Aside from the well-known anti-microbial, anti-fungal and wound healing properties of Mimosa hostilis, the root bark powder also counts with regenerative properties and has been used for a long time as a natural anti-aging treatment and maintaining hair healthy. Several studies have attributed the improvement in skin regenerative treatments to condensed tannins and triterpenoid saponins (Camargo, 2000).


Studies have also shown that certain polysaccharides present in the Mimosa hostilis bark promotes the viability of connective tissue cells and the predominant cells of the outer layer of the skin (Megías et al, 2019). These are thought to be the characteristics that promote tissue regeneration after injury. (Martel et al. 2014)


Additionally, the tannins present in the Mimosa hostilis bark react with the collagen proteins of the skin, binding them together and increasing resistance to friction and to chemical agents, solvents and pathogens (Blanxart,2017)


Mimosa hostilis also counts with incredible benefits for hair growth. Being one of the most popular collagenase inhibitors (which are responsible for increasing the amount of collagen or elastin in the skin) it stimulates the hair structure, through the support of the dermis and the basal membrane, which is the layer of the scalp that works as a hair support. (Mammone et al. 2017)


Salma Hayek, a famous Hollywood actress said during an interview with Elle magazine that she uses Mimosa hostilis as part of her beauty routine, a secret passed to her by her grandmother. The actress, being of Mexican origin stated that she was surprised that the use of tepezcohuite was little known in the USA. She took the opportunity and launched a line of cosmetics, skincare and haircare products with Mimosa hostilis as a main ingredient in 2011.




References:


  • Jiang, Y. B. (1991). Biological Effects of the Saponins from Mimosa tenuiflora on Fibroblast Cells in Culture. Planta Medica, 57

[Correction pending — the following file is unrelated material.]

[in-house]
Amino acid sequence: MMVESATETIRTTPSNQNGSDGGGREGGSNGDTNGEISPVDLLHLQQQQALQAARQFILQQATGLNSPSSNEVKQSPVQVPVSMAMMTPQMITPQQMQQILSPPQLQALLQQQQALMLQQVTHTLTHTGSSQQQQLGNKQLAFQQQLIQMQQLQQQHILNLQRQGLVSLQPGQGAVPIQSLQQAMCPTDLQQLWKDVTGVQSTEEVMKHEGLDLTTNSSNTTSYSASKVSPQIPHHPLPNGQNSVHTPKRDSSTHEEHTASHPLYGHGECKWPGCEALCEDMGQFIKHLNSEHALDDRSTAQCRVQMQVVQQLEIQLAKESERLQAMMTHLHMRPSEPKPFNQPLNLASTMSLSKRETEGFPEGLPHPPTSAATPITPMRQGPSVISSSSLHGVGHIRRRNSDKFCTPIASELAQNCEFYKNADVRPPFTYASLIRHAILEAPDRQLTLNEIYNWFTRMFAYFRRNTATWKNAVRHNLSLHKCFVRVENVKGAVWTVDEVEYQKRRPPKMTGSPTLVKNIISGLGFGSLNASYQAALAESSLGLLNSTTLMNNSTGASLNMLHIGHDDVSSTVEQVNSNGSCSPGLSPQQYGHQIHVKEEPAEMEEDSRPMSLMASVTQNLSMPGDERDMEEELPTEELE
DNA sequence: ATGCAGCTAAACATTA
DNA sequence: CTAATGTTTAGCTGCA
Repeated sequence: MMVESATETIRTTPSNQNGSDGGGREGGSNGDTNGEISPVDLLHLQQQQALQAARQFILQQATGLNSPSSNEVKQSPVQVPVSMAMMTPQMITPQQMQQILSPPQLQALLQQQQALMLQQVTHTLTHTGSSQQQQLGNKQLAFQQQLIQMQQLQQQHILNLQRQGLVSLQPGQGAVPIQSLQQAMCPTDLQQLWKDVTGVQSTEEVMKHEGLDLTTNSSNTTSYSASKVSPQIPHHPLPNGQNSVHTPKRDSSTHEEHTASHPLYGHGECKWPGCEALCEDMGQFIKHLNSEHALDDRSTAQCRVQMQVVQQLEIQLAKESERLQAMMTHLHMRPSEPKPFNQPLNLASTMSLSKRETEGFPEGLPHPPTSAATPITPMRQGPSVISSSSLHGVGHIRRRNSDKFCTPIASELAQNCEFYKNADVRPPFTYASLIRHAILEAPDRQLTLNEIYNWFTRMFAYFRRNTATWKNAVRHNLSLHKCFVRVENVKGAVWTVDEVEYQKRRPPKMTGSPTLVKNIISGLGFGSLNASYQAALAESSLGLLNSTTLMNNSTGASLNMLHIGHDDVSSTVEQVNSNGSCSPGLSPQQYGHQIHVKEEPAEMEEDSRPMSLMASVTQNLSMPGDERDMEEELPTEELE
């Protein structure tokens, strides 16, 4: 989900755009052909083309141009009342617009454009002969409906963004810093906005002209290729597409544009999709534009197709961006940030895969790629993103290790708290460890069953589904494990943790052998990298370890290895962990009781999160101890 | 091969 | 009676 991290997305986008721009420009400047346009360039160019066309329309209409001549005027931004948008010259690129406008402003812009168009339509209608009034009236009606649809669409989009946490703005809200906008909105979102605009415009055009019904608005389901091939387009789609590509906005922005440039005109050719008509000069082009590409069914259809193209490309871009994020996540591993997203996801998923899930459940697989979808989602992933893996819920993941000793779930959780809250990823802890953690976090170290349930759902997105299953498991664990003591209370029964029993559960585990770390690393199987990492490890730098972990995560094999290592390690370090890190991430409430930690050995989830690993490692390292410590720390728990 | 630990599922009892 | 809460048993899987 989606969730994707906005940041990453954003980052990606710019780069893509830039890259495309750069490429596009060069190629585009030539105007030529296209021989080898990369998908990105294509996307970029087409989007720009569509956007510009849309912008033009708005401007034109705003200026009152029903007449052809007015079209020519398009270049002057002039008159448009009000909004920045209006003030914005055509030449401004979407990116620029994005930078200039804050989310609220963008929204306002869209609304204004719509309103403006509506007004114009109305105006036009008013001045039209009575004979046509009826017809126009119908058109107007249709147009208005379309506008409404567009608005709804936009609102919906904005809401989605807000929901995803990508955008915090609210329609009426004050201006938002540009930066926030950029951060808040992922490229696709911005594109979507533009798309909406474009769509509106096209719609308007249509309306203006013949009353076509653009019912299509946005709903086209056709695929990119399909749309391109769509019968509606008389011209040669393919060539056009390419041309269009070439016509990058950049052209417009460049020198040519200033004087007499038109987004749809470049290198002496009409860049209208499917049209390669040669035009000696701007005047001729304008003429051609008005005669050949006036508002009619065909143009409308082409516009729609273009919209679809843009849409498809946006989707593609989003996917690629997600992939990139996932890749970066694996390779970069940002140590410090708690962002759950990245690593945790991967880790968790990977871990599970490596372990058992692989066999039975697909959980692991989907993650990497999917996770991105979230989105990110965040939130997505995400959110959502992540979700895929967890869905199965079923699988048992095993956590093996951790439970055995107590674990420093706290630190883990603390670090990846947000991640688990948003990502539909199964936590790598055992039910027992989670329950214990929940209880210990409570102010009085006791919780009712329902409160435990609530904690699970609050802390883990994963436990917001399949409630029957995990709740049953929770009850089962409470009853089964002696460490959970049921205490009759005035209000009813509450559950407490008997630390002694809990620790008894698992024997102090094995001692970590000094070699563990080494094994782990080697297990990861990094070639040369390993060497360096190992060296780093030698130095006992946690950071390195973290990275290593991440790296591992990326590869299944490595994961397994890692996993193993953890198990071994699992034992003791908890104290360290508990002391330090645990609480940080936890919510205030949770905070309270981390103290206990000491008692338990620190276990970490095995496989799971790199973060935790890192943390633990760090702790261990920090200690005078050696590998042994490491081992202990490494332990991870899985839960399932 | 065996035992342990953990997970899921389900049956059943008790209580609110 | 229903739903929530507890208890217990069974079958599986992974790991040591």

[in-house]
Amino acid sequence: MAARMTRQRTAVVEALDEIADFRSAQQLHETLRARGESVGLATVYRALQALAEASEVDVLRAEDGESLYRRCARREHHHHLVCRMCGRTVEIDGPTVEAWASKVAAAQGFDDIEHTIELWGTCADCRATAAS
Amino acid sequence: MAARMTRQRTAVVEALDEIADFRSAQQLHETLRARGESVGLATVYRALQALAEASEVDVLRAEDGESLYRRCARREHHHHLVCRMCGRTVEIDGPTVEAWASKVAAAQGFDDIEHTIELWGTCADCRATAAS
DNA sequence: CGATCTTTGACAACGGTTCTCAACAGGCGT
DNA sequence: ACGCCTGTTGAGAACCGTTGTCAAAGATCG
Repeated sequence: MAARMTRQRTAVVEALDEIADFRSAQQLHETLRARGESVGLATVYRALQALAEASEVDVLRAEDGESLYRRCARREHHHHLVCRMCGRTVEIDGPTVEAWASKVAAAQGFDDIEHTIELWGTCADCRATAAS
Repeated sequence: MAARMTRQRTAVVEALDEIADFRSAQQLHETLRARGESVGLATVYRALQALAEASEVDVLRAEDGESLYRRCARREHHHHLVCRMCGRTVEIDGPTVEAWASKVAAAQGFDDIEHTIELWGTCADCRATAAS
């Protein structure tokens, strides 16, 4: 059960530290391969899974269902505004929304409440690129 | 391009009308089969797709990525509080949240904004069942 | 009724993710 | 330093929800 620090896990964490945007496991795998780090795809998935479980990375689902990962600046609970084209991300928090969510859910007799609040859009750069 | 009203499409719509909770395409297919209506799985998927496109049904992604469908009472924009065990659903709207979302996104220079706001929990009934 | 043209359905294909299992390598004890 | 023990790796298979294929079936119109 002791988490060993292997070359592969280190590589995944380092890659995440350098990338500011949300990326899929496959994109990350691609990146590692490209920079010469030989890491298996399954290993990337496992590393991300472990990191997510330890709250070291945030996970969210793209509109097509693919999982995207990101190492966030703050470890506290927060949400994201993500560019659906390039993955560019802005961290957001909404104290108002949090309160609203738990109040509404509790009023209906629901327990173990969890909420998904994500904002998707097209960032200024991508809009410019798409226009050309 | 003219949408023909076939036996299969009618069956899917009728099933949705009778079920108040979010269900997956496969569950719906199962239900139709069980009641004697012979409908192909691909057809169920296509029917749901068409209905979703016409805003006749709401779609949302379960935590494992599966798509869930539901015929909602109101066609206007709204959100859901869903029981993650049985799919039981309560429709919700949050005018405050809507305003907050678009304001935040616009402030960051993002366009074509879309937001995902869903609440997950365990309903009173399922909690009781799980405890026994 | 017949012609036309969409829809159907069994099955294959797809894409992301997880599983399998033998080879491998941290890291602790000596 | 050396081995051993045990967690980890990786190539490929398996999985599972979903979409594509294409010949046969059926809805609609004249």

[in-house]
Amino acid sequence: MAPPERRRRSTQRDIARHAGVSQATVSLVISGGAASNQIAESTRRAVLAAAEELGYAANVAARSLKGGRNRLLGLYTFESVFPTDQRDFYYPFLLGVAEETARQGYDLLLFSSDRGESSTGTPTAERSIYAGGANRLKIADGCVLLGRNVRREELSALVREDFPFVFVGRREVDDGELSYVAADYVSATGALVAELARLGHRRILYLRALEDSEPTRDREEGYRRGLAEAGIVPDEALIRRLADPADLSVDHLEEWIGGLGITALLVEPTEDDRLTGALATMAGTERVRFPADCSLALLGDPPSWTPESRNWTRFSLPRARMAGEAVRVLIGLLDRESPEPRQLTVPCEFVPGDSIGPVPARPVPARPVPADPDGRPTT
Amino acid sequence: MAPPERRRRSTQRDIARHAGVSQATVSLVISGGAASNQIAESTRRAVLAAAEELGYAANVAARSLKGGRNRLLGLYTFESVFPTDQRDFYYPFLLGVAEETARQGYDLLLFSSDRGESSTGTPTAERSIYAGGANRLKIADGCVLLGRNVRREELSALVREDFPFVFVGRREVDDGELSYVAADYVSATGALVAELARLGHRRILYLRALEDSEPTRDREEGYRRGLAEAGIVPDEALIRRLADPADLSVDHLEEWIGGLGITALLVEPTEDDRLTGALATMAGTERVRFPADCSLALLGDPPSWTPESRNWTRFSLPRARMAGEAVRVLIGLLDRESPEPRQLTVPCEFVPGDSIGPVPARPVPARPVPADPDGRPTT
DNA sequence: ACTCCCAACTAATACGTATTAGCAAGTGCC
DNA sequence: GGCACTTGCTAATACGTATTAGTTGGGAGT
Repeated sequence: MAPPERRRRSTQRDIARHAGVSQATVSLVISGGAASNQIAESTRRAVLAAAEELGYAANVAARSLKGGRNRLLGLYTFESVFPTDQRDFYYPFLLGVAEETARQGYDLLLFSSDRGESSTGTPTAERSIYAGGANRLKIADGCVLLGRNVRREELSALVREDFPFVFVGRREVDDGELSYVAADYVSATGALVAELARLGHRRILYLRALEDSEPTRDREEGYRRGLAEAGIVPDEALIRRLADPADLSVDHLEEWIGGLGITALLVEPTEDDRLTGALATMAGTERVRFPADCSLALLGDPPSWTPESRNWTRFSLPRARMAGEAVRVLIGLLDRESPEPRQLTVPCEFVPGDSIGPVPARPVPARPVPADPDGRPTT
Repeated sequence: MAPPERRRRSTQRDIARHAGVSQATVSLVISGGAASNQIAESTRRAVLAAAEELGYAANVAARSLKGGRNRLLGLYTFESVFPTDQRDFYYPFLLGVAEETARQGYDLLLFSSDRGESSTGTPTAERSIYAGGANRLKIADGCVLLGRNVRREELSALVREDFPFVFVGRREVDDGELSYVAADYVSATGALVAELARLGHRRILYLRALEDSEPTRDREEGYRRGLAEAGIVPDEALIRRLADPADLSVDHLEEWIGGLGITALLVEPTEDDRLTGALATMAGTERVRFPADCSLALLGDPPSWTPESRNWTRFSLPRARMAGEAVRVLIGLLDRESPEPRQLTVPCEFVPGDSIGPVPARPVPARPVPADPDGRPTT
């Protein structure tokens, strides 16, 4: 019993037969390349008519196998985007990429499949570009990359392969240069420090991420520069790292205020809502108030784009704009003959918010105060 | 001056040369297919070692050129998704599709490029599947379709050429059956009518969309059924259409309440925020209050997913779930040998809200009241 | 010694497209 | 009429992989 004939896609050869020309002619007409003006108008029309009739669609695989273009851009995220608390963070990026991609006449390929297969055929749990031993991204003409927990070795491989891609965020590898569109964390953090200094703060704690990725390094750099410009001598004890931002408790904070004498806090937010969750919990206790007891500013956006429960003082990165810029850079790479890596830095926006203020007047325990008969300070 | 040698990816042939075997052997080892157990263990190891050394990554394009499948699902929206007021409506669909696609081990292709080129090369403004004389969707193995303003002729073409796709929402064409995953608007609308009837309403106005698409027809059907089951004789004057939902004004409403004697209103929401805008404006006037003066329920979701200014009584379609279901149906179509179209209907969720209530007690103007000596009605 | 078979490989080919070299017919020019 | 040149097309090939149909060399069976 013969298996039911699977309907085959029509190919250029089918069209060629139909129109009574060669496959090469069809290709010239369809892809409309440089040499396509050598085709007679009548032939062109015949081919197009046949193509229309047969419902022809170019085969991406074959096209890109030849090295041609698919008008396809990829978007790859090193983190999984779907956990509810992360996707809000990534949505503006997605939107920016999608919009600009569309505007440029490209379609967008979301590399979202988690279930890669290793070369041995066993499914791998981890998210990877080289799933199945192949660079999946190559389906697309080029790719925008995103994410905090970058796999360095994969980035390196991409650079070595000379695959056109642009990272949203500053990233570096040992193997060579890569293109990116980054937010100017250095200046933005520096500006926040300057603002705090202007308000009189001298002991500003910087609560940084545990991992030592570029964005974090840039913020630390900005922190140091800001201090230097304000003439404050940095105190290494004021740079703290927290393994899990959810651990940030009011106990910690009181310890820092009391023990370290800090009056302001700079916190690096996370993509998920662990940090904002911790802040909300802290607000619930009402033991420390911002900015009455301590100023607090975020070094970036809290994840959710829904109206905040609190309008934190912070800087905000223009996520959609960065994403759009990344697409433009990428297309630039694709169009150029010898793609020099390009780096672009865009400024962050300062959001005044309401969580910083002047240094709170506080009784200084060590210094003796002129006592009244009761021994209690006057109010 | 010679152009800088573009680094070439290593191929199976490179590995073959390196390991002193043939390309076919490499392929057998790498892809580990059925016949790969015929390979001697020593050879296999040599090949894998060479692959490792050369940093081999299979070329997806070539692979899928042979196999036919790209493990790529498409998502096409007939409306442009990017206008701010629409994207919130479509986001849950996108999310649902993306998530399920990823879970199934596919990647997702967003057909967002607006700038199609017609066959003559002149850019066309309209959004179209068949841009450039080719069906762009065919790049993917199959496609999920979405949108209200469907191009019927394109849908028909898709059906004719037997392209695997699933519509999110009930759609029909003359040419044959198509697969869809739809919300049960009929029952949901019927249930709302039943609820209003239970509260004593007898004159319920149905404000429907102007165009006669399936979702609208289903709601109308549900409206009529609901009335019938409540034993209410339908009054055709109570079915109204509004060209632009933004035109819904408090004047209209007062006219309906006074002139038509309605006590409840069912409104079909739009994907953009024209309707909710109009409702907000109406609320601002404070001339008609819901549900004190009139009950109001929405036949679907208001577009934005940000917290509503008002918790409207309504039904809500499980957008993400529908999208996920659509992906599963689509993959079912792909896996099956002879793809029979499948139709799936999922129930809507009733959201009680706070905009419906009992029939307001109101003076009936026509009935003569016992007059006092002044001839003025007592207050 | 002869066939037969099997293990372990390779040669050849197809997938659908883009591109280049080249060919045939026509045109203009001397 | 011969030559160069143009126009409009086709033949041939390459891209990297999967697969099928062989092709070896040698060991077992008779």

• Anton, R., Y. Jiang, B. Weniger, J. P. Beck, and L. Rivier. 1993. Pharmacognosy of Mimosa tenuiflora (Willd.) Poiret. Journal of Ethnopharmacology 38:153–57

  • Dominguez, Xorge A., Sergio Garcia G., Howard J. Williams, Claudio Ortiz, A. Ian Scott, and Joseph H. Reibenspies. 1989. Kukulkanins A and B, new chalcones from Mimosa tenuefolia. Journal of Natural Products 52 (4): 864–67

  • Mendoza-Castelán G, Lugo-Pérez R. Plantas Medicinales en los Mercados de México. Chapingo, Estado de México: Universidad Autónoma Chapingo; 2011; pp. 804-805.

  • Adame J, Adame H. Plantas Curativas del Noreste Mexicano. Monterrey, Mexico: Ediciones Castillo; 2000; p. 231

  • Cruz MP, Andrade CM, Silva KO, de Souza EP, Yatsuda R, Marques LM, David JP, David JM, Napimoga MH, Clemente-Napimoga JT. Antinoceptive and Anti-inflammatory Activities of the Ethanolic Extract, Fractions and Flavones Isolated from Mimosa tenuiflora (Willd.) Poir (Leguminosae).

  • Mors, W., Toledo-Rizzini, C., Alvares-Pereira, N. (2000). Medicinal Plants of Brazil. Algonac, MI: Reference Publications; p. 238

  • Camargo-Ricalde, S.L. (2000). Descripción, distribución, anatomía, composición química y usos de Mimosa tenuiflora (Fabaceae-Mimosoideae) en México. Revista de Biología Tropical. 48 (4): 939-954

  • Megías M, Molist P, Pombal MA. (2019). Atlas de histología vegetal y animal. Tipos celulares. Recuperado 11 de agosto de 2020.

  • Martel, Adriana & Olivas-Armendariz, Imelda & Santos-Rodríguez, Elí & Martinez Perez, Carlos & Garcia Casillas, Perla E & Hernandez-Paz, Juan & Rodriguez, Claudia & Chapa, Christian. (2014). 2014 Evaluation of in vitro Bioactivity of Chitsan Mimosa tenuiflora composites.

  • Blanxart, E. (2017). Composición farmacéutica para el tratamiento de alopecia. Patente. ES2613888B1: España.

  • Mammone, T., Gan, D., Hawkins, G., Et al. (2017). Método para aumentar el crecimiento del cabello. Patente. ES2641280T3: España.